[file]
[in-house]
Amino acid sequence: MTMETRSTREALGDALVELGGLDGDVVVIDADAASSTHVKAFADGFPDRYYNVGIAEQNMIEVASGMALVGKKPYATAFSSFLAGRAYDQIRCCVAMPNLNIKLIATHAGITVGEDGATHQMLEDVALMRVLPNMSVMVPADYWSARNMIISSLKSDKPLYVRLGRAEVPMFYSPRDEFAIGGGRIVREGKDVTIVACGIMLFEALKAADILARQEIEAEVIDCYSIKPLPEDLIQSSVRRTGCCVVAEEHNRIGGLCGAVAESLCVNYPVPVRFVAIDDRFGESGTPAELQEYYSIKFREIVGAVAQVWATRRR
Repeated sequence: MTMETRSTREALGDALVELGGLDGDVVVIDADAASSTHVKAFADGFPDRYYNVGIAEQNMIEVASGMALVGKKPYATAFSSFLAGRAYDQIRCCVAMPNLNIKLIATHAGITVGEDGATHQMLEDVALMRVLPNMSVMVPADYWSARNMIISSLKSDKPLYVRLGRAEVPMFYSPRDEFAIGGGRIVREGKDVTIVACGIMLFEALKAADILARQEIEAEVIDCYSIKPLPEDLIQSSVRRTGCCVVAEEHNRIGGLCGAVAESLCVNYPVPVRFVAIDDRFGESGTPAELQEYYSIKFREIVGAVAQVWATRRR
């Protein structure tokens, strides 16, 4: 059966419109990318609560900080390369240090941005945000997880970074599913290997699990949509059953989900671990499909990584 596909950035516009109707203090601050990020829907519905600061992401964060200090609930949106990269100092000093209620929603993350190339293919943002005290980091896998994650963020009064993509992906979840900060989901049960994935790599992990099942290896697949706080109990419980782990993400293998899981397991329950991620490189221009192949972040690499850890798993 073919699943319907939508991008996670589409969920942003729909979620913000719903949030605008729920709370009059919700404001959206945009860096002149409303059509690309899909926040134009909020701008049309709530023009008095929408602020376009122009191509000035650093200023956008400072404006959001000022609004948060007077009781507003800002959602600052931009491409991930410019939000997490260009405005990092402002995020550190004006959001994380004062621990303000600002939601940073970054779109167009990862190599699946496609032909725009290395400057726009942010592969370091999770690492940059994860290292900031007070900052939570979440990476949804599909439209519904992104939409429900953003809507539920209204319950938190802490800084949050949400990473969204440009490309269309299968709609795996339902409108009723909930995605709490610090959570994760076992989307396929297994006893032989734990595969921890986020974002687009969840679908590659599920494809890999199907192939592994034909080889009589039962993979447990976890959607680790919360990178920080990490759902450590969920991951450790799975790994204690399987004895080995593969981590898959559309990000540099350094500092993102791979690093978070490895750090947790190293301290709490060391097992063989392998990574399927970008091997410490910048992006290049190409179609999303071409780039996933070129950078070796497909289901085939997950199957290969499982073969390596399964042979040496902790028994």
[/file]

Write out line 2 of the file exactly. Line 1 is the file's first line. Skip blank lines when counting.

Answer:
Amino acid sequence: MTMETRSTREALGDALVELGGLDGDVVVIDADAASSTHVKAFADGFPDRYYNVGIAEQNMIEVASGMALVGKKPYATAFSSFLAGRAYDQIRCCVAMPNLNIKLIATHAGITVGEDGATHQMLEDVALMRVLPNMSVMVPADYWSARNMIISSLKSDKPLYVRLGRAEVPMFYSPRDEFAIGGGRIVREGKDVTIVACGIMLFEALKAADILARQEIEAEVIDCYSIKPLPEDLIQSSVRRTGCCVVAEEHNRIGGLCGAVAESLCVNYPVPVRFVAIDDRFGESGTPAELQEYYSIKFREIVGAVAQVWATRRR